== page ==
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The Spokesman-Review Newspaper
Spokane, Washington  Est. May 19, 1883

Going Mobile

Triangle of Fire has been transformed into a wonderful camping experience

Once, a trio of forts guarded the entrance to Puget Sound with massive guns. Today, those same forts offer some of the best camping in the Northwest for RVers.

Let’s start at the beginning. More than 120 years ago, in the interest of national security, three forts were built on Admiralty Inlet near the Strait of Juan de Fuca.

On Whidbey Island, you had Fort Casey. Across Admiralty Inlet, near Port Townsend, you had Fort Worden. And just to the south of Port Townsend, you had Fort Flagler on Marrowstone Island.

Together, the three forts were called the “Triangle of Fire,” a powerful defense designed to make it impossible for an invading warship to enter the waters of Washington state. And for about half a century, those forts stood guard on Puget Sound, staffed with troops at the ready.

After the end of World War II, the forts were deemed obsolete and abandoned by the federal government, eventually becoming what are now three exceptional state parks.

That’s where your RV comes in. At some point, you need to camp at Fort Casey State Park, Fort Worden State Park, and Fort Flagler State Park. Each offers some of the best campsites with incredible access to the waters of Puget Sound.

The Triangle of Fire is now the Triangle of Campfires.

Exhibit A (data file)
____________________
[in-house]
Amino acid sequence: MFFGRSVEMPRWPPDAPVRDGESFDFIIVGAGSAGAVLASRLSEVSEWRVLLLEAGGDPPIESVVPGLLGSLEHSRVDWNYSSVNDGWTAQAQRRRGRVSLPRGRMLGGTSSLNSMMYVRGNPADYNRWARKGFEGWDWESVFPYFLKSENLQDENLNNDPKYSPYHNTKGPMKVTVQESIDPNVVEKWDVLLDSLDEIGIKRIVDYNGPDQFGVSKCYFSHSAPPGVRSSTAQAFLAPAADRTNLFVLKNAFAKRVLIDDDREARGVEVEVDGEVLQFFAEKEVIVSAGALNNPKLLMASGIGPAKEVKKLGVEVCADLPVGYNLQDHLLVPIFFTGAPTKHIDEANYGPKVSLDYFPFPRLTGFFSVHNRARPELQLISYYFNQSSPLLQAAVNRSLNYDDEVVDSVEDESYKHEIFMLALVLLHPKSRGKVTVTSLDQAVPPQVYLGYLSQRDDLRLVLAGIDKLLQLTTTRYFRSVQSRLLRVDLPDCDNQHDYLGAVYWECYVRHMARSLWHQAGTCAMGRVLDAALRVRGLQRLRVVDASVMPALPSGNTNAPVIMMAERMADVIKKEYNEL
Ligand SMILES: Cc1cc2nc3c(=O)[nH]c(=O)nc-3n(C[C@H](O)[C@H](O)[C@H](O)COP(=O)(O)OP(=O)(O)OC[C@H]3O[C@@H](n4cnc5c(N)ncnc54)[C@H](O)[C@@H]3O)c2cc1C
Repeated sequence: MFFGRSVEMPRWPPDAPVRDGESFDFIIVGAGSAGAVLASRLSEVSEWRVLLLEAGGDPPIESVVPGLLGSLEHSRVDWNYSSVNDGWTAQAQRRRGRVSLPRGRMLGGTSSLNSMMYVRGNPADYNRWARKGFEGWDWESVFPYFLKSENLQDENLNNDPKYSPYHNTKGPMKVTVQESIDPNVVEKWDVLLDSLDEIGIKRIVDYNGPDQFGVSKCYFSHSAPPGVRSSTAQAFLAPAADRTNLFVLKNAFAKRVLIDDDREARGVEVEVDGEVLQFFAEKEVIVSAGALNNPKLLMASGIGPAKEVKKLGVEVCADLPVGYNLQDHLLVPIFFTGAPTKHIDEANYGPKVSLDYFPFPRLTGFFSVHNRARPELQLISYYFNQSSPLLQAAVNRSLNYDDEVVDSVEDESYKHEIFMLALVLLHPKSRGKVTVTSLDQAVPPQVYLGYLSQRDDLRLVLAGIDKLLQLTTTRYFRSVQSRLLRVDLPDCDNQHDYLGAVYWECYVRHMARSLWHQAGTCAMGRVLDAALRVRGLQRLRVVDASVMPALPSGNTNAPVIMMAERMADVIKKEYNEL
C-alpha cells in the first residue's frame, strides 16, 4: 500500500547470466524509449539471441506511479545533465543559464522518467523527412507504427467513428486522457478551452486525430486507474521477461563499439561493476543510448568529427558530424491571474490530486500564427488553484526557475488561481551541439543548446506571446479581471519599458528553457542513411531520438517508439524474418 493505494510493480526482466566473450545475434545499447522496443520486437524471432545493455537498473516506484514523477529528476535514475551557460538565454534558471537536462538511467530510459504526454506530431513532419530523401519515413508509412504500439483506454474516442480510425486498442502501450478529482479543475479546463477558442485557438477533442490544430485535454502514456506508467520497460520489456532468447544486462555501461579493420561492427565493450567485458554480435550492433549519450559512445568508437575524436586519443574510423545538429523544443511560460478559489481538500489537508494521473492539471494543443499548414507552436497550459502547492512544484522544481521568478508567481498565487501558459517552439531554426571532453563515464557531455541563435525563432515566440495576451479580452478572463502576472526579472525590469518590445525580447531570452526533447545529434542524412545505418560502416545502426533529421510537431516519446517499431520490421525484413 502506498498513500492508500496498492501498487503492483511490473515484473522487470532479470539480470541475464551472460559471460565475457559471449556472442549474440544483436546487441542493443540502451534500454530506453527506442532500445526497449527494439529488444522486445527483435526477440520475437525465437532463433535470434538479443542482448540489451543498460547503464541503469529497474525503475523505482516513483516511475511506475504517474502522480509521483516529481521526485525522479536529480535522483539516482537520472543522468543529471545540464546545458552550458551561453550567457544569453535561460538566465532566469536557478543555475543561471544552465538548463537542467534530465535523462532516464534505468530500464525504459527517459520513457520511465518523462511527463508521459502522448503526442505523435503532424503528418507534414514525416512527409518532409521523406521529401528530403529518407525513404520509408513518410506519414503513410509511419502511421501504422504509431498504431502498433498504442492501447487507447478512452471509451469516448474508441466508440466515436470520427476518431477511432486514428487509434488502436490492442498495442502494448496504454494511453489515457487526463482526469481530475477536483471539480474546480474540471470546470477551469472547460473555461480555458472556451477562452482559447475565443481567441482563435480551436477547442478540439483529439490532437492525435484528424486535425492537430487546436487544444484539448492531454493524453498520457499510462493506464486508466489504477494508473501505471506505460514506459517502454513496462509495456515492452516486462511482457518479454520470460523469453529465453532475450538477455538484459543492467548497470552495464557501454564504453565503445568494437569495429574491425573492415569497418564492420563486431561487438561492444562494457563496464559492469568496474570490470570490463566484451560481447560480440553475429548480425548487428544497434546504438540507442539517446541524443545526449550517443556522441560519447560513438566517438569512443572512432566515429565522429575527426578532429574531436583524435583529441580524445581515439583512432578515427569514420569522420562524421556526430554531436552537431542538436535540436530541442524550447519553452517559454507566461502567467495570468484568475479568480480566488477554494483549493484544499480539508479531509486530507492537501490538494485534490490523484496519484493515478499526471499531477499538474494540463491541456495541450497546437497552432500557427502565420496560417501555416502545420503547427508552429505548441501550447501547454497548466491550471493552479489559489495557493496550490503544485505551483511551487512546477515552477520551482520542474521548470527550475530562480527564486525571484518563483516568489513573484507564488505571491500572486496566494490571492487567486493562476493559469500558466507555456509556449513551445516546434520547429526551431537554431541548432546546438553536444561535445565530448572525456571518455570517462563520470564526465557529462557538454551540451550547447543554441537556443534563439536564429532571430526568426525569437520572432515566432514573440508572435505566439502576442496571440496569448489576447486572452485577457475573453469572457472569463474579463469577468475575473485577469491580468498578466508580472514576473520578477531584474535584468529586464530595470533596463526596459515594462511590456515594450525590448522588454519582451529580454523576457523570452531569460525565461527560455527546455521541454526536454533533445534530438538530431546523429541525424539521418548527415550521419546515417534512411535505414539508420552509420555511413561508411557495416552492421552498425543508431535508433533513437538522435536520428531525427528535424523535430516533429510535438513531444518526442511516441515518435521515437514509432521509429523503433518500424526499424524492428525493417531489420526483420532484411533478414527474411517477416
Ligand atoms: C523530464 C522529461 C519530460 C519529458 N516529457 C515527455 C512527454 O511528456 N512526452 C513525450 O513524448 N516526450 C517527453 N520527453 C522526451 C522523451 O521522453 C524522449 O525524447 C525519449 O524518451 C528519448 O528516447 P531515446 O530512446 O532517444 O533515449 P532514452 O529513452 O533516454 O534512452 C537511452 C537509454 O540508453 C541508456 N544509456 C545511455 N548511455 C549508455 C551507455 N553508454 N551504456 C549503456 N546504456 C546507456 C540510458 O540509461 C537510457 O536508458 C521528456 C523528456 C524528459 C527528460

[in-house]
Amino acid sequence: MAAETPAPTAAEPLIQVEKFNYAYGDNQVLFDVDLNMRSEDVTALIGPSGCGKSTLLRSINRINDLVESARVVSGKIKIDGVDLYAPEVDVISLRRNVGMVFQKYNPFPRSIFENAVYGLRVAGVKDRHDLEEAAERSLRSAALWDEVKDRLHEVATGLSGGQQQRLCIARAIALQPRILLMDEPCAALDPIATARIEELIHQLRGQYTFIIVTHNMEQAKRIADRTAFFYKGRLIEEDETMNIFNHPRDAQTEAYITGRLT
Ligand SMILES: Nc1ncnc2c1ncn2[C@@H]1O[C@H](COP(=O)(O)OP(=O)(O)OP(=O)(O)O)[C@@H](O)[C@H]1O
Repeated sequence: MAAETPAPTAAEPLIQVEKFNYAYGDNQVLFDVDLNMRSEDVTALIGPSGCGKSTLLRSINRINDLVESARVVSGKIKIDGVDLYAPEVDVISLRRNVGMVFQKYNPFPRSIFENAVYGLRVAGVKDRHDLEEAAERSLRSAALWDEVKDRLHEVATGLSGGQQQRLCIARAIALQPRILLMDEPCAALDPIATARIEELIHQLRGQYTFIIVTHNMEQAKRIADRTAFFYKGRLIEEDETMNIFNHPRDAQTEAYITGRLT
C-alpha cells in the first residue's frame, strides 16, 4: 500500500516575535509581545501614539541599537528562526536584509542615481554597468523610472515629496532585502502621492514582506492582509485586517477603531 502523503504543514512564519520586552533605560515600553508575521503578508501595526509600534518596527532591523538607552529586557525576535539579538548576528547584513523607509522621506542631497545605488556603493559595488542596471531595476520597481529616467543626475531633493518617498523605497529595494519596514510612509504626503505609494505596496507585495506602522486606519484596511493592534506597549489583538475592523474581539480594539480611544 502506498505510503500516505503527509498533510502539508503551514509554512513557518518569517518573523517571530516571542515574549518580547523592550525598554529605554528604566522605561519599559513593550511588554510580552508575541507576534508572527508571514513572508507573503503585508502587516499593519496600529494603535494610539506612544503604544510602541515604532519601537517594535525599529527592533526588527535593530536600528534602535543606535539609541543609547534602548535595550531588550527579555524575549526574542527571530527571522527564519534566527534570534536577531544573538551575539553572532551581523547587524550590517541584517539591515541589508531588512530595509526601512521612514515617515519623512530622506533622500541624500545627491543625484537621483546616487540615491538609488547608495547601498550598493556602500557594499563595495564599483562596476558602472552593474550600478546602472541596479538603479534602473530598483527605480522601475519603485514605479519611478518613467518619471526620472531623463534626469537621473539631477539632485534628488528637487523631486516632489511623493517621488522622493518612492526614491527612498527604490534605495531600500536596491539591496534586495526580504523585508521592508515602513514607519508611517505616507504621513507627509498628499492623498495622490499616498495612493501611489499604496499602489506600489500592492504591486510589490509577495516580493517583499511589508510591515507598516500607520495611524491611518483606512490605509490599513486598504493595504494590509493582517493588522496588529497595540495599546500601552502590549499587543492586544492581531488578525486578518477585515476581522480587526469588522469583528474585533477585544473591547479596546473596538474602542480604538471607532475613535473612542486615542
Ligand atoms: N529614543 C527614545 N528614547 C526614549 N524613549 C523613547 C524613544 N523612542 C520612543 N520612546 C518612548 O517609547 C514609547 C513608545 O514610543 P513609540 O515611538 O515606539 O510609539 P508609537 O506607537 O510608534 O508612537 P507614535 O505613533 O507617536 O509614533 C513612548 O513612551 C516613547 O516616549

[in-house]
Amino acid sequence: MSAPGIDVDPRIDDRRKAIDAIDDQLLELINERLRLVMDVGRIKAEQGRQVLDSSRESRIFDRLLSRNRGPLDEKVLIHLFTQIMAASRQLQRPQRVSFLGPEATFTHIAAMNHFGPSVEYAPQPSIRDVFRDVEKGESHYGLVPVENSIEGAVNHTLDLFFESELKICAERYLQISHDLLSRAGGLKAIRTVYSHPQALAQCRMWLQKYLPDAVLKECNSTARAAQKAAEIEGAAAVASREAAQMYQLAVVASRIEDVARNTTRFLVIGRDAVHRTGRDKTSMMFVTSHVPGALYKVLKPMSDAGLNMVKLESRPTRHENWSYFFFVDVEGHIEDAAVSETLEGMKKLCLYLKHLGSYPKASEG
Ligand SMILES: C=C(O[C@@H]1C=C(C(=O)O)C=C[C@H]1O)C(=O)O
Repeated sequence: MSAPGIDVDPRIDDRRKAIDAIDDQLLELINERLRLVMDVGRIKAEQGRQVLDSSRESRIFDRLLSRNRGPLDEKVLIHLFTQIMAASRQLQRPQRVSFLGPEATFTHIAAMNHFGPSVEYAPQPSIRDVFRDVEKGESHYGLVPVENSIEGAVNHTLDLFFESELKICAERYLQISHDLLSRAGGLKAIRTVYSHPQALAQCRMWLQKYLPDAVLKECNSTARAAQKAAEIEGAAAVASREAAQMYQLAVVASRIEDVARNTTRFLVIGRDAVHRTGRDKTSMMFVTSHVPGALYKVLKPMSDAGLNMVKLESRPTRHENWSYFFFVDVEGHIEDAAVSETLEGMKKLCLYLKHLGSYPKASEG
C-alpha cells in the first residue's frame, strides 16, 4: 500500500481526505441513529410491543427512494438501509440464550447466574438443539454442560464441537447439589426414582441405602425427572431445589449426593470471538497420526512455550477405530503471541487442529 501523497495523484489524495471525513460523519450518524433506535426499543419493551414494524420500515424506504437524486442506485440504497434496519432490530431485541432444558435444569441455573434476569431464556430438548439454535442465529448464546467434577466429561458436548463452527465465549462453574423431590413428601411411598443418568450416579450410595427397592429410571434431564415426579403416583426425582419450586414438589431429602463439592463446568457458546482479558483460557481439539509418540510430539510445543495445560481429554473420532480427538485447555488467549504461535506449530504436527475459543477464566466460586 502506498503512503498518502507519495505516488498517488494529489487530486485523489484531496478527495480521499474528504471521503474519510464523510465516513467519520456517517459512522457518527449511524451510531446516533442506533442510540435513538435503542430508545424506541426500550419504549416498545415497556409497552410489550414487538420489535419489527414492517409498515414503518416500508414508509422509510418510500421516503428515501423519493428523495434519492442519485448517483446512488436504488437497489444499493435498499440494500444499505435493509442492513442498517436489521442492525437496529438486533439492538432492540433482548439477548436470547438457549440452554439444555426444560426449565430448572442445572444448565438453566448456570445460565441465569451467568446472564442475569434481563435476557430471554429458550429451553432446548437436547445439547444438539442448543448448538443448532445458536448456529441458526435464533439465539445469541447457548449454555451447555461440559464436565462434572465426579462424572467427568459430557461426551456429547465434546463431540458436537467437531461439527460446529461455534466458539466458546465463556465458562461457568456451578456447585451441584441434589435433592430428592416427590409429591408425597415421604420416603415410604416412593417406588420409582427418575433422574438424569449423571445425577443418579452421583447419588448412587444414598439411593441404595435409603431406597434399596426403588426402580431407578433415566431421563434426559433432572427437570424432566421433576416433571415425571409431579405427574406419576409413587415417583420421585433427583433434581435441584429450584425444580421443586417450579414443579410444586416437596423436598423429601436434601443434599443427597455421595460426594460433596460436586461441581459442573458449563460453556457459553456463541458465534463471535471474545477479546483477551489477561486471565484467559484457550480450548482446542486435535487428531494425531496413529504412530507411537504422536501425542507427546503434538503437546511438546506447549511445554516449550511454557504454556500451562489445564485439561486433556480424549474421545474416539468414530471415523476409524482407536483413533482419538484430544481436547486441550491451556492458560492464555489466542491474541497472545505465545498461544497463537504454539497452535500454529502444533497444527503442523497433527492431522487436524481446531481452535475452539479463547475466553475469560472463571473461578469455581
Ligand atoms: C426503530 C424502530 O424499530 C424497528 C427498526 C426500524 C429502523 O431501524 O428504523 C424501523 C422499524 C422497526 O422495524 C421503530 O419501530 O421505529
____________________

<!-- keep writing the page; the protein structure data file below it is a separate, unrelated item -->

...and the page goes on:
We recently visited our second of these three fine parks. In early February, we stayed at Fort Casey, where the campsites are right next to the Port Townsend-Coupeville Ferry. It was cold, yet sunny, and we enjoyed a stunning day on the water’s edge.

One of the very best reasons to camp at Fort Casey is to explore the coastal access. Sites are right next to the water, and the occasional arrival of the ferry grandly reinforces that fact.

If you’re really lucky, you’ll have a clear day. The campsites are on a south-facing beach, and it’s lovely to sit in the sun and watch the ferries come and go.

Staying at the park also puts you in a perfect place to explore the bunkers of the former fort, situated on a nearby bluff with sweeping views of Puget Sound. The picturesque Admiralty Head Lighthouse also begs your attention.

You’re about 15 minutes from beautiful Ebey’s Landing National Historical Park, home of the very best beach hiking in Washington state.

So far we’ve stayed at Forts Casey and Worden. Both parks offer those gorgeous views and incredible beach access, with powered RV sites.

Next on our list in the Triangle of Campfires is Fort Flagler. Like Fort Casey and Worden, Flagler’s campsites are right next to the beach, where guns have made way for peaceful public access.

Another favorite fort

Did the “Triangle of Fire” ever face an attack?

Short answer: Nope.

During World War II, the only U.S. fort to come under fire in the contiguous United States was Oregon's Fort Stevens on the mouth of the Columbia River. In 1942, a Japanese sub surfaced in the Columbia and hurled a few shells toward that section of the Oregon Coast.

The submarine never really engaged in an all-out attack, but the brief skirmish prompted a public scare of further invasions all up and down the West Coast.

Today, you can stay at Fort Stevens State Park, another exceptional place to camp. We loved pedaling around the miles of roads and trails, poking around beaches and bird watching last fall and look forward to returning one day soon.

Leslie Kelly
Leslie Kelly is a freelance writer.